- Name also: Rolling Hen-and-chickens, Hen and Chickens Houseleek
- Latin synonym: Jovibarba sobolifera, Sempervivum soboliferum
- Family: Stonecrop Family – Crassulaceae
- Growing form: Perennial herb. With runners.
- Height: Flower stem 10–20 cm (4–8 in.), leaf rosette 2.5–4 cm (1–1.6 in.) wide.
- Flower: Corolla regular (actinomorphic)–campanulate, pale yellow, approx. 1 cm (0.4 in.) wide; petals 6, with ciliate margins, 15–20 mm (0.6–0.8 in.) long. Calyx 6-lobed, lobes long-ciliate. Stamens 12. Gynoecium with separate leaves, pistils 6. Inflorescence a scorpioid cyme.
- Leaves: In hemispherical rosette and alternate on stem. Rosette leaf blades obovate, curved, short-tapered, glandular-haired, fleshy, with entire margin, often with reddish-brown tips. Stem leaf blades ovate.
- Fruit: Cluster of 6 many-seeded, basally united follicles.
- Habitat: Rocks. Left over from old gardens, sometimes wild.
- Flowering time: June–July.
Rolling hen-and-chicks is a very popular rockery and stone garden plant in Finland. The plant takes a number of years to mature to a size that it is able to flower, after which it dies, so it is only rarely that its exotic inflorescence can be admired. The ornamental species is mainly a fleshy, globose leaf rosette. The rosette breaks off easily from the soil and the plant thus spreads organically from the place it was planted. Rolling hen-and-chicks can be found in Finland as an escape from cultivation in rocky habitats, in the driest and hottest places. Ornamental stands that have gone wild often present the botanist with a problem as the border between a leftover from cultivation, a casual escape and a truly feral plant is often difficult if not impossible to draw. Rolling hen-and-chicks’ natural habitat ends not far from Finland’s south-eastern border, so it is no surprise that the plant thrives here.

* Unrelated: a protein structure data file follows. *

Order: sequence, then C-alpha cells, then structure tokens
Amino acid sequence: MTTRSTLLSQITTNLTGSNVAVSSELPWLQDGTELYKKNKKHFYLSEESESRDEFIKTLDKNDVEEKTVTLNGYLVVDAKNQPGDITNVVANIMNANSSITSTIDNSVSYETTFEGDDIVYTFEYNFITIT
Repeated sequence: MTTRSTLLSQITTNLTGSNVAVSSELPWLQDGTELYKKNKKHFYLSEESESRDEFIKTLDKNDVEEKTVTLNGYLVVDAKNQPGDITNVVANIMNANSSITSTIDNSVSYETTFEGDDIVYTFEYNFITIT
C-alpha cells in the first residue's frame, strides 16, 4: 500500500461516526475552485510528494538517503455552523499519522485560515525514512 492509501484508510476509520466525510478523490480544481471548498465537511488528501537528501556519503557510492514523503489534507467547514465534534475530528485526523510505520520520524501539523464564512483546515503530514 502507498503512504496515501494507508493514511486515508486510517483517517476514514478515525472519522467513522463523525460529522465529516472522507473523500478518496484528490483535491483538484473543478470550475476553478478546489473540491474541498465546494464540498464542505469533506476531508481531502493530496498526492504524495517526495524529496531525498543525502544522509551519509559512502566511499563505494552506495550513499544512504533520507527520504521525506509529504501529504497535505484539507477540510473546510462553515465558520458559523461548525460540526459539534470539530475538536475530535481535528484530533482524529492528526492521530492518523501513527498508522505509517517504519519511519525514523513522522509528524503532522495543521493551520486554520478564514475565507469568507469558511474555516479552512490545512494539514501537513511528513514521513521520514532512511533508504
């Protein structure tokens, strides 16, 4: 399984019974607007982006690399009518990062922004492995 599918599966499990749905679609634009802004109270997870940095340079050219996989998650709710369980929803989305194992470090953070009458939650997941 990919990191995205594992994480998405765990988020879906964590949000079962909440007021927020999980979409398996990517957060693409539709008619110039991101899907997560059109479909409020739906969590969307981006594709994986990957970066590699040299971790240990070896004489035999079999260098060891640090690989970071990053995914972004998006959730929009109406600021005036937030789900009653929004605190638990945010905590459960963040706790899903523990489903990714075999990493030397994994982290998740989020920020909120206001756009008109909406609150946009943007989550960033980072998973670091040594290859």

Rolling hen-and-chicks’ close relative common houseleek (Sempervivum tectorum) is a similar nectar plant that can often be found growing in old gardens. It used to be planted in Finland on tile and peat-roofed houses to prevent fires. It disappeared almost completely with the modernization of roof structures but it is persistent in the wild, often growing on rocks where the soil is impossibly thin. The plant grows ferally in central and southern Europe and in the mountains of western Asia.
Genus Sempervivum has 42 members, while genus Jovibarba has only 5. The former also cross-breed easily with each other, and breeders have produced hundreds of different varieties. Jovibarba differs from Sempervivum with regards to e.g. the rosettes that are formed at the end of its thin thread-like runners.